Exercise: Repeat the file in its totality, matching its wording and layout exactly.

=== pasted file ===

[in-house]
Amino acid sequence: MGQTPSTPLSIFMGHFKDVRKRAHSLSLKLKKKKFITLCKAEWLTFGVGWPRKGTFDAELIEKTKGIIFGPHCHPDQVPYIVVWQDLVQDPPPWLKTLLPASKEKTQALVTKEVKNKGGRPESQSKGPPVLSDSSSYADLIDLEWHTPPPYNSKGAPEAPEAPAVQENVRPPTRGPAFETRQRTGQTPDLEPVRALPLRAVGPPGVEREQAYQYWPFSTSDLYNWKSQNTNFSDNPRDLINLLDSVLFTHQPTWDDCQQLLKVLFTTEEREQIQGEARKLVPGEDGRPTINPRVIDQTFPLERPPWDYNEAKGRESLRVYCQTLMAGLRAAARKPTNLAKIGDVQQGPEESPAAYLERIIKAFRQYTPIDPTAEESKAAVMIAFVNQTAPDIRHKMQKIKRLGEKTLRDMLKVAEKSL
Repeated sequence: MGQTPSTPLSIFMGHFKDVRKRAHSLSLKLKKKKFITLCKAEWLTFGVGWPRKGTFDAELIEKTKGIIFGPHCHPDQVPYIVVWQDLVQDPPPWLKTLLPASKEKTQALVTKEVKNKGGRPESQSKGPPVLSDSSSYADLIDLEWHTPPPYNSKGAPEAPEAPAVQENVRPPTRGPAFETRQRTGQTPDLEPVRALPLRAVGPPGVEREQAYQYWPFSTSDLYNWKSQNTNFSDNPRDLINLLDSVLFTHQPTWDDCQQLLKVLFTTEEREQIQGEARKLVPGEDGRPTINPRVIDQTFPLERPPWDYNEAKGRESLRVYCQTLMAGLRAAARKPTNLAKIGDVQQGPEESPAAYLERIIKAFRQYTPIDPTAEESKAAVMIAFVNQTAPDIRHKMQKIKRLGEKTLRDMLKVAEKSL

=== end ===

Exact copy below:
[in-house]
Amino acid sequence: MGQTPSTPLSIFMGHFKDVRKRAHSLSLKLKKKKFITLCKAEWLTFGVGWPRKGTFDAELIEKTKGIIFGPHCHPDQVPYIVVWQDLVQDPPPWLKTLLPASKEKTQALVTKEVKNKGGRPESQSKGPPVLSDSSSYADLIDLEWHTPPPYNSKGAPEAPEAPAVQENVRPPTRGPAFETRQRTGQTPDLEPVRALPLRAVGPPGVEREQAYQYWPFSTSDLYNWKSQNTNFSDNPRDLINLLDSVLFTHQPTWDDCQQLLKVLFTTEEREQIQGEARKLVPGEDGRPTINPRVIDQTFPLERPPWDYNEAKGRESLRVYCQTLMAGLRAAARKPTNLAKIGDVQQGPEESPAAYLERIIKAFRQYTPIDPTAEESKAAVMIAFVNQTAPDIRHKMQKIKRLGEKTLRDMLKVAEKSL
Repeated sequence: MGQTPSTPLSIFMGHFKDVRKRAHSLSLKLKKKKFITLCKAEWLTFGVGWPRKGTFDAELIEKTKGIIFGPHCHPDQVPYIVVWQDLVQDPPPWLKTLLPASKEKTQALVTKEVKNKGGRPESQSKGPPVLSDSSSYADLIDLEWHTPPPYNSKGAPEAPEAPAVQENVRPPTRGPAFETRQRTGQTPDLEPVRALPLRAVGPPGVEREQAYQYWPFSTSDLYNWKSQNTNFSDNPRDLINLLDSVLFTHQPTWDDCQQLLKVLFTTEEREQIQGEARKLVPGEDGRPTINPRVIDQTFPLERPPWDYNEAKGRESLRVYCQTLMAGLRAAARKPTNLAKIGDVQQGPEESPAAYLERIIKAFRQYTPIDPTAEESKAAVMIAFVNQTAPDIRHKMQKIKRLGEKTLRDMLKVAEKSL